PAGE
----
Tuesday, January 11, 2011

An Excerpt from War Plan Crimson: A Novel of Alternate History, © 2010, by Michael Cnudde:

This is actually a section that my editor insisted I cut out of the final draft of War Plan Crimson. I resisted at first, but I finally yielded.  I'm somewhat saddened to say that it does read better with this gone. Unfortunately, it was the only part of the novel to feature my old friend and writing mentor Juan O'Neill. Before he passed in March, 2006,  I showed him "his" chapter, which I'd just finished. He loved it. He'd been a journalist himself and during the course of time had met Hemingway, interviewed Castro and had faked a flying saucer landing in Mexico which drew the interest of the CIA. So I think interviewing Hitler would've been a career highlight...
-Michael Cnudde

In the fall of ’64, I finally caught up with Adolph Hitler in one of those sidewalk cafes that line the impossibly wide Aveneida 9 De Julio in Buenos Aires. He looked up at me, over his little cup of espresso that I could smell clear across the street and said, his white comb moustache barely quivering, in his German-accented Spanish, “You’re late, Seňor O’Neill.”
I’m sorry, Fuhrer. Traffic.” He liked being called by his old title; it was the least I could do, seeing as he’d agreed to do these interviews for a series of articles as I was doing for Collier’s about the 1936 North American Conflict. Seeing Hitler settle back in his chair and make himself comfortable, I shrugged my shoulders and joined him at the little circular table. We chatted briefly about current events and in particular, President Taft’s chances for reelection before the white-coated waiter came over: I nodded at my companion’s drink. The waiter, about the same age as the ex-leader of the former Third Reich and more than likely a fellow ex-pat, returned my nod and left us.
Ach,” wheezed Hitler. “It wouldn’t have been like that in Germany had we been able to finish the autobahns, you know.” At least it wasn’t about the Jews. I’d heard Hitler go on wistfully about those monstrously unworkable highways before: they’d been one of his pet projects. It was probably good that they were never built, in Germany or anywhere else. I could never imagine what would happen if two cars traveling along at hundreds of kilometers per hour would’ve collided with each other. I shuddered and put myself to the task at hand.
As the waiter returned with my espresso and left us in efficient silence, I reached into my jacket pocket and pulled out my little Japanese-made wire recorder and the microphone that went with it. Hitler blinked and looked at the little machine, in its black leatherette case, apparently fascinated by it. “Brand-new,” I said.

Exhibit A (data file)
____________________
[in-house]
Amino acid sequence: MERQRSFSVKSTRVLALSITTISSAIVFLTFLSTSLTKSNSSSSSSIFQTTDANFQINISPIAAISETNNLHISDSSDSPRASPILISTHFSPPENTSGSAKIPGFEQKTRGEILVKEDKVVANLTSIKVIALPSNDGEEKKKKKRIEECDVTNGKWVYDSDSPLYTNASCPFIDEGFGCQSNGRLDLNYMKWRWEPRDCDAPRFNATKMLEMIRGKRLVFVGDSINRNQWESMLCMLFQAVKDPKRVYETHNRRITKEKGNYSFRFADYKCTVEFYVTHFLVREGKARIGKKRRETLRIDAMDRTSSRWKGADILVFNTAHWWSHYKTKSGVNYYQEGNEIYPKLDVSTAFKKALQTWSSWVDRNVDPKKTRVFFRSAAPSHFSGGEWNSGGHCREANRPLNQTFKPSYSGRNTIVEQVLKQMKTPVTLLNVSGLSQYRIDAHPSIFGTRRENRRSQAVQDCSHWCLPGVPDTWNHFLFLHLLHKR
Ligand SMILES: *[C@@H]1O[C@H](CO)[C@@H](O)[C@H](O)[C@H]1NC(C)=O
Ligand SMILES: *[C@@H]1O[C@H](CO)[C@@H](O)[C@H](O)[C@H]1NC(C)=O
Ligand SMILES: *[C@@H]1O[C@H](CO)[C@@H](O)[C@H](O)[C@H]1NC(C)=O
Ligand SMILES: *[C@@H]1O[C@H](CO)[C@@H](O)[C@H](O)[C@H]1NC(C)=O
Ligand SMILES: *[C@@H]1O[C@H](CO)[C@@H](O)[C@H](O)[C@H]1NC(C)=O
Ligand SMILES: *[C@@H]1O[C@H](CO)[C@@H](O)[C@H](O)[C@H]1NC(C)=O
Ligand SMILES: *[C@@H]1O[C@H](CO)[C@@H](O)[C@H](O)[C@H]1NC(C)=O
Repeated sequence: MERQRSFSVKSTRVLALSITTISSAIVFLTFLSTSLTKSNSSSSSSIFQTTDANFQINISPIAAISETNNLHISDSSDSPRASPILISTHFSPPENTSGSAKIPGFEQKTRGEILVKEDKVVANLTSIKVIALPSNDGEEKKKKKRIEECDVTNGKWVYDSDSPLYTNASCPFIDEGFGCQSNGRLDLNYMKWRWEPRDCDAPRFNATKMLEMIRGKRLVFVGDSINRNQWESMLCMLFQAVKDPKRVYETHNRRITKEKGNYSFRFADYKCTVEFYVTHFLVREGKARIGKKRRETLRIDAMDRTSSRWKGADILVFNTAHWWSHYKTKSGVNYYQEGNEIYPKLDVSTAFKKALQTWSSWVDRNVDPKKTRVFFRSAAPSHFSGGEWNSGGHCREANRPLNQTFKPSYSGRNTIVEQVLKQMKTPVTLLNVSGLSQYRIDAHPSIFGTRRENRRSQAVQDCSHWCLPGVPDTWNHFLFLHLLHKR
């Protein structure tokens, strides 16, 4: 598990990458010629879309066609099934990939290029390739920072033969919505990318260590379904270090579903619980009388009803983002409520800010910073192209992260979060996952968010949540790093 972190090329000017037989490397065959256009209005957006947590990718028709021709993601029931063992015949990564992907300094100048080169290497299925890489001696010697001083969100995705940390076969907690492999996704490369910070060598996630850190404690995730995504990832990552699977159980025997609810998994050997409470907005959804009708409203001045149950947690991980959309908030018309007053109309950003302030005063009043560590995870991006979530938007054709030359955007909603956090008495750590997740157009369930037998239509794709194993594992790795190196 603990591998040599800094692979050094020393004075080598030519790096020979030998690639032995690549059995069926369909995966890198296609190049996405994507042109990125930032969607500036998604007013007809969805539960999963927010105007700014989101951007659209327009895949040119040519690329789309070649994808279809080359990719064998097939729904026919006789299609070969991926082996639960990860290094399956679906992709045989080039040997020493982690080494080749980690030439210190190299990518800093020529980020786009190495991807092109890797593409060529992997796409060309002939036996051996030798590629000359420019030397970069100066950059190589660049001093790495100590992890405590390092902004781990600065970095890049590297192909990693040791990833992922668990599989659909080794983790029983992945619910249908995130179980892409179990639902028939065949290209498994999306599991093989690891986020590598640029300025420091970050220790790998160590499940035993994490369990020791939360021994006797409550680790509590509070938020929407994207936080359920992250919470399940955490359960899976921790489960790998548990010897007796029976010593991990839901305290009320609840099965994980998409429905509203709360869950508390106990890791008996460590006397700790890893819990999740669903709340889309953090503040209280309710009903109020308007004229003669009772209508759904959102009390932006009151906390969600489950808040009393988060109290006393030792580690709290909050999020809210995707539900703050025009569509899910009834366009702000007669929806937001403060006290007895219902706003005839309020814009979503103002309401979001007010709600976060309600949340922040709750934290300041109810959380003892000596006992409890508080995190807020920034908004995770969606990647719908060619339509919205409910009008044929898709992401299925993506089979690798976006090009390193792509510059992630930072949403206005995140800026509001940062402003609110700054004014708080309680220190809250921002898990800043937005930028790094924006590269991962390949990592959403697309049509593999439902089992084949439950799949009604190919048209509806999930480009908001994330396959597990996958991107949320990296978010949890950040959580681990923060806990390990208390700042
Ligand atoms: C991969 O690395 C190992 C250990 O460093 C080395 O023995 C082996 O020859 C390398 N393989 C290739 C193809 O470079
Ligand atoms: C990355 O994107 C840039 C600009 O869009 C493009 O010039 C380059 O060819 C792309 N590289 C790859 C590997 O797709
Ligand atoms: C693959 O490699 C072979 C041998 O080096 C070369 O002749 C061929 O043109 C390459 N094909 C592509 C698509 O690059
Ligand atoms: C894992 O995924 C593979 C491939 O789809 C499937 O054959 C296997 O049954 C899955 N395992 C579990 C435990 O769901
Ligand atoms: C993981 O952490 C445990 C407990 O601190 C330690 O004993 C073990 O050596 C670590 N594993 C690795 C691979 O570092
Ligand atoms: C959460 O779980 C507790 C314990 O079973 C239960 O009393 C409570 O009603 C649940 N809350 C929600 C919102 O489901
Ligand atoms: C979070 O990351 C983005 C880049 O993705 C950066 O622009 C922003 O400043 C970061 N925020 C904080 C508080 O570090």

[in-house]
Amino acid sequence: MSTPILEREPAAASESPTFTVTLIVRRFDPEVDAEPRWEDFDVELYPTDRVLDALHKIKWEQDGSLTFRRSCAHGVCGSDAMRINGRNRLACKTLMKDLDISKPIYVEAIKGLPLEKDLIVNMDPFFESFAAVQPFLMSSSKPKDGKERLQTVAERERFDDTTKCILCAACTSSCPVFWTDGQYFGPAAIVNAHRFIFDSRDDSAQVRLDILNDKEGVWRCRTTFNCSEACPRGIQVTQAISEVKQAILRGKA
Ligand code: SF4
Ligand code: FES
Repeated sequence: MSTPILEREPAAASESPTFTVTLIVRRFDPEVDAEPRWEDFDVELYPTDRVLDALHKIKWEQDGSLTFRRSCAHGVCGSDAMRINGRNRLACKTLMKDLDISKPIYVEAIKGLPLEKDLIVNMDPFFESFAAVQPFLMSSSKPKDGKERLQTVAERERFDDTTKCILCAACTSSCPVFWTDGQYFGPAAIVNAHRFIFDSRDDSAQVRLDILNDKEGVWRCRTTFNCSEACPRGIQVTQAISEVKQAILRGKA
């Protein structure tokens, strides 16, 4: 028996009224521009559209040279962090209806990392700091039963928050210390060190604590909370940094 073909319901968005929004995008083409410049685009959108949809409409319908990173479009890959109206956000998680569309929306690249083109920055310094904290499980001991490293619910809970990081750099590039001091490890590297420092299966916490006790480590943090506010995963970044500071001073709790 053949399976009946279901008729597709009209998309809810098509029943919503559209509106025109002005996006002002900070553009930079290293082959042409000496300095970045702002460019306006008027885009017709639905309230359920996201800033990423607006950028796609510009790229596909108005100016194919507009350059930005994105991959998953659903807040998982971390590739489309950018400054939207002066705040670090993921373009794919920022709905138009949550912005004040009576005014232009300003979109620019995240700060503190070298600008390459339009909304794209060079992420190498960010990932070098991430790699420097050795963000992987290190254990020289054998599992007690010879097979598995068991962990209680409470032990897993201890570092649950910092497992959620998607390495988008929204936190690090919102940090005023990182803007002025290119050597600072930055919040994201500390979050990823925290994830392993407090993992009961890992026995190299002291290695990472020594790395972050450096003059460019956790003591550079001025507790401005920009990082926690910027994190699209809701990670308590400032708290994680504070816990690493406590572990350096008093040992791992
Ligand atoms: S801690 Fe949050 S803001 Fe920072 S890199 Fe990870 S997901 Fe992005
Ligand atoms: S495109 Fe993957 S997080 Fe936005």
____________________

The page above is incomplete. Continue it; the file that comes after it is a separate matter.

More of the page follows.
I see: for the record, nicht whar?” He chuckled. In his latter years, he had been shunned by the surviving Nazis who had fled Germany following the revolution. They blamed him for their lost glory and the chance at something infinitely greater. Himmler, Speer and the rest no longer spoke with him. While he was in power, they’d hung on his every hypnotic word; now he was a pathetic figure, alone and consigned to history. Hitler avoided the ersatz beer halls of the city’s suburbs, preferring the sidewalk cafes of downtown near the lonely penthouse with its ocean view that he’d shared with Eva before she died. “I am ready, young man. So ask your questions.”
All right.” I set the microphone on the table and pressed the record stud on the little machine. “Tell me about Randall Cray…”
Hitler closed his eyes and slowly opened them again. “If such a thing were possible, I wish the man had never been born.”
Fuhrer, you don’t buy the Great Man of History theory? I mean Cray didn’t cause the…”
Nein.” He raised a boney hand to cut me off, as ruthlessly and as finally any editor ever did. As frail and wizened as he was, when Adolph Hitler spoke, you still listened. For moment, I saw a glimmer of the Old Days in those watery eyes of his. But only for a moment. “You are correct in that Randall Cray was not the cause of our downfall. However, he did set in train a course of events…”
Things seem pretty normal to me.” I said. I picked up the copy of the Buenos Aires Herald, the local English-language paper. The headlines were evenly divided between the first American moonshot and the latest flare-up in the long simmering border dispute between the British in Kenya and the forces of Il Duce’s successor in Ethiopia. Inside, of course, there would be news about the two remaining so-called “police actions” that League of Nations forces were involved in; basically the slow mopping up after the defeat of the old Soviet Union by the Allies when the Second Great War ended, some seven years ago.
Ach,” snapped Hitler, absently falling back into German for a second. He pointed at the picture of the rocket lifting off from its launch pad in New Mexico on a long fiery trail. “You know that young von Braun once...”
I nodded. I’d heard this story before, too. Now Wernher von Braun was working for the British, helping them assemble their giant space wheel, high in orbit above our heads. “The big rockets.”
Si,” he said, switching back to Spanish and waving his hand. The waiter came over, thinking he wanted a refill, but he angrily waved the waiter away. “You cannot find decent help anymore!”
Fuhrer…” I prompted again, “about Randall Cray…”
I ask you Seňor O’Neill, to consider ironies of history. “The American public in all their wisdom, if their damnable polls are to be believed, is about to elect another general whose policies approach the late and unlamented General Cray.”

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